Case Study – North Shore Secondary Academy
North Shore Academy in Stockton on Tees is located in one of the most deprived areas in the country, with around 65% of students attracting pupil premium. Previously rated by Ofsted as Requires Improvement, and having never been judged to be a Good school, it rose to Outstanding in all categories following inspection in July 2021.
Inspectors were hugely impressed with the quality of education delivered, the behaviour and attitudes of students and their development, and the leadership and management of the academy. They noted that students are exceptionally proud to attend the school. Relationships between them and their teachers are highly respectful and very caring, with students believing that teachers help them to do their best. Students told inspectors that the teachers “make them feel good about themselves” and that they feel cared for by staff.
The academy’s journey to success has involved implementing all the Trust’s improvement strategies including establishing and consolidating a strong and dedicated leadership team, a robust level of governance and improved teaching and learning, to provide every student, regardless of background, ability or need, with the best education possible.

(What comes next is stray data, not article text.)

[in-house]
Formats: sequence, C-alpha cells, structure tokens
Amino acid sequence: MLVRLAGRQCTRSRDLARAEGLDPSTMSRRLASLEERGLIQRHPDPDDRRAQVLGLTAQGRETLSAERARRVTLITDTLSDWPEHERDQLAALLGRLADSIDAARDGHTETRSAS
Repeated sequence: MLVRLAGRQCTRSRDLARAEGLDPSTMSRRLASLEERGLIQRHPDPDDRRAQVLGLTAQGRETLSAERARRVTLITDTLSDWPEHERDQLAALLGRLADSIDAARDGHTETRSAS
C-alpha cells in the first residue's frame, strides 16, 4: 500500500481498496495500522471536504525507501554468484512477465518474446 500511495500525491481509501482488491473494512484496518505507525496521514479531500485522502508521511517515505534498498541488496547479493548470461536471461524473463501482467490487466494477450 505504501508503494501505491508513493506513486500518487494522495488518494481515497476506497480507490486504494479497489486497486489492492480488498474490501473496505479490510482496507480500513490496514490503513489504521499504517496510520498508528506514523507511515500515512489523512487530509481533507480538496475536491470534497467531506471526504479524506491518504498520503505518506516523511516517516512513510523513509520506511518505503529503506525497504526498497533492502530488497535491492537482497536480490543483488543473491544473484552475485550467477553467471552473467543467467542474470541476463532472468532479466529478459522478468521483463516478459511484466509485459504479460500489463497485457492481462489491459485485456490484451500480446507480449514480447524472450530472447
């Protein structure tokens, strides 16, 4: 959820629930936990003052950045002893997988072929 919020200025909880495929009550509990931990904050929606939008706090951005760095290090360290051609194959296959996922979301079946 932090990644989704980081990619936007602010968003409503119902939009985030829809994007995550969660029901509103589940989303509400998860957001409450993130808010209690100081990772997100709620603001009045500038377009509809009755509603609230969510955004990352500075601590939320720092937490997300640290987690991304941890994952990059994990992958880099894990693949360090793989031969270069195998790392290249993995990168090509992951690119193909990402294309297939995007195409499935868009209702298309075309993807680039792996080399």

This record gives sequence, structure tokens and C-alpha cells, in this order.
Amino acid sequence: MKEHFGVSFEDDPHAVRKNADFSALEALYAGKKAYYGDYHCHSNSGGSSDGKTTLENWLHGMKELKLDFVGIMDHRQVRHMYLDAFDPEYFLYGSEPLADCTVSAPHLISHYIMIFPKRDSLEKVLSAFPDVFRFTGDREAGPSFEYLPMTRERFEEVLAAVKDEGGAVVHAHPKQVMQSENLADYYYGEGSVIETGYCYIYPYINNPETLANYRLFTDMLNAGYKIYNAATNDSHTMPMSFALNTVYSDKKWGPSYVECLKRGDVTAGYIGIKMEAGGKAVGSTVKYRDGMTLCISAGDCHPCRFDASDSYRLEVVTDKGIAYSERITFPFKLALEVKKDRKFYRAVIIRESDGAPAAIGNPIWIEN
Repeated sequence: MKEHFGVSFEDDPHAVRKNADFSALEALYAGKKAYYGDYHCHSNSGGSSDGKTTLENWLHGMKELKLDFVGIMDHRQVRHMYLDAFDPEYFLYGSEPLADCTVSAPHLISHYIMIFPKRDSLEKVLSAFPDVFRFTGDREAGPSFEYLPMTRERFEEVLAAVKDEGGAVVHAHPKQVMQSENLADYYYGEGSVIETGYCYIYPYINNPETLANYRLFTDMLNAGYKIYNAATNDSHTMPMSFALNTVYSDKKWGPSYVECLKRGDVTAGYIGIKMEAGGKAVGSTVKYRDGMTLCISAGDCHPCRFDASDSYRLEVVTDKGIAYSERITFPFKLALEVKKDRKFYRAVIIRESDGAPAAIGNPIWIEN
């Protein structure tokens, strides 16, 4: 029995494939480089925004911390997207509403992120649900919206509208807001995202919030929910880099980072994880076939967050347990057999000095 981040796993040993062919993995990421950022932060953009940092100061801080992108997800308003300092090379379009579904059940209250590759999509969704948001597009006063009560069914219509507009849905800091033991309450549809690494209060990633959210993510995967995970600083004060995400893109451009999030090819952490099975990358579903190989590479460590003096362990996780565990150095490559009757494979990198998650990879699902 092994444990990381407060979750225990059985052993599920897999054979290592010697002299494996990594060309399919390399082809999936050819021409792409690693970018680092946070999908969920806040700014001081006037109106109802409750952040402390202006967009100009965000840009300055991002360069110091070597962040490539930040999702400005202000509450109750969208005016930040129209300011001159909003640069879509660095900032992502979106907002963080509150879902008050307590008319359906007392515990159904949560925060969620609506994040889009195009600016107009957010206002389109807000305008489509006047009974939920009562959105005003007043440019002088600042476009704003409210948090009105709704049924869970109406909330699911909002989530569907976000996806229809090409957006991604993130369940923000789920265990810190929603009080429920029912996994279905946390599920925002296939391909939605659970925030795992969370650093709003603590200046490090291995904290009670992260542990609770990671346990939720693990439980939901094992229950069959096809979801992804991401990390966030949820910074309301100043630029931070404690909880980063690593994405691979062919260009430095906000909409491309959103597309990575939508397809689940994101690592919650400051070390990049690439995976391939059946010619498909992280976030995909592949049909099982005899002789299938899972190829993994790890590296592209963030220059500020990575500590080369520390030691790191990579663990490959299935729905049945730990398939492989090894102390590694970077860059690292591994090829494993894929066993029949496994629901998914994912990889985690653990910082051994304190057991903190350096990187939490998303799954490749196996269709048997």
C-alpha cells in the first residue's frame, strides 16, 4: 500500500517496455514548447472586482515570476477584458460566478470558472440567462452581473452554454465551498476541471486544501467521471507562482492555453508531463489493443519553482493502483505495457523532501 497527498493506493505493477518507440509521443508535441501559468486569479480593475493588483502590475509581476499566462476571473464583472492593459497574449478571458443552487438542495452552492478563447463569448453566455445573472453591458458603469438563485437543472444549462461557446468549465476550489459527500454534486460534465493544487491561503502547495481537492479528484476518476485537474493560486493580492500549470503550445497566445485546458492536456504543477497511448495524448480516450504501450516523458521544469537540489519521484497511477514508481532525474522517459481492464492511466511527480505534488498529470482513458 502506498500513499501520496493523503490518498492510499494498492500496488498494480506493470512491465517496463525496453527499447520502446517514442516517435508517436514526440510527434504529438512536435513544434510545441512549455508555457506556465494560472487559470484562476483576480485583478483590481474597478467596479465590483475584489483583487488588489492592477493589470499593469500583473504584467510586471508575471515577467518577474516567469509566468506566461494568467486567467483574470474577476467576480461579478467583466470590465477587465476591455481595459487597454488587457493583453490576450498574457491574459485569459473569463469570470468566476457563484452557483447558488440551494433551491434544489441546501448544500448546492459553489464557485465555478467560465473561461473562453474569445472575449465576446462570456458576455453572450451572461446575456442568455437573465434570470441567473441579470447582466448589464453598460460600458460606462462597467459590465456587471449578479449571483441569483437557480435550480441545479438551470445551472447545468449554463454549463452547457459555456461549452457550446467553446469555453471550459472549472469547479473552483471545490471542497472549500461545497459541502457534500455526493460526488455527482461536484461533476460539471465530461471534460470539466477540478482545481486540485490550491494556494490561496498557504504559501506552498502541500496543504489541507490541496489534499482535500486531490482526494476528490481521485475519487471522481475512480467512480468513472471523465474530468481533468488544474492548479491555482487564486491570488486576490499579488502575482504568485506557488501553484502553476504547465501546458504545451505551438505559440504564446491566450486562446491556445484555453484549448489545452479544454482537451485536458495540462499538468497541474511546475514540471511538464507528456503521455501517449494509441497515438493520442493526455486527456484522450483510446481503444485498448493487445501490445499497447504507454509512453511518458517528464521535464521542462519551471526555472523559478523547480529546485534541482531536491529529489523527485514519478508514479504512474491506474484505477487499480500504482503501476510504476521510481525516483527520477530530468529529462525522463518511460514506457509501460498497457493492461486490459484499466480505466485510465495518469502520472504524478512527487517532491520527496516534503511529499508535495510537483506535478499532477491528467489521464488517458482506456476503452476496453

Inspectors recognised this, commenting that: “Students are confident in lessons, they believe they can succeed, and they do succeed”. Inspectors noted the buzz in the academy about reading, due to both the teachers’ enthusiasm about how much students enjoyed reading, and the students’ own inspiration gained from the many initiatives the academy employs, such as visiting speakers (athletes, poets, journalists), ‘The Masked Reader’ and Reading Routes. Parents’ comments echoed the pride and passion staff feel about the academy, telling inspectors about their delight at the ‘amazing work of the school’.
“Students are confident in lessons, they believe they can succeed, and they do succeed.”
Inspectors also stated: “Students’ behaviour in lessons and at social times is exemplary. In the social space (known as the ‘heart space’) there is a calm, friendly atmosphere, where students enjoy talking about what they are learning with teachers”. Students told inspectors that they enjoy these conversations, with inspectors noting that teachers regularly talk about important issues during social time, as well as in tutor groups and assemblies, in order to foster a well-developed understanding of modern Britain, and encourage the high levels of respect students have for each other and their community.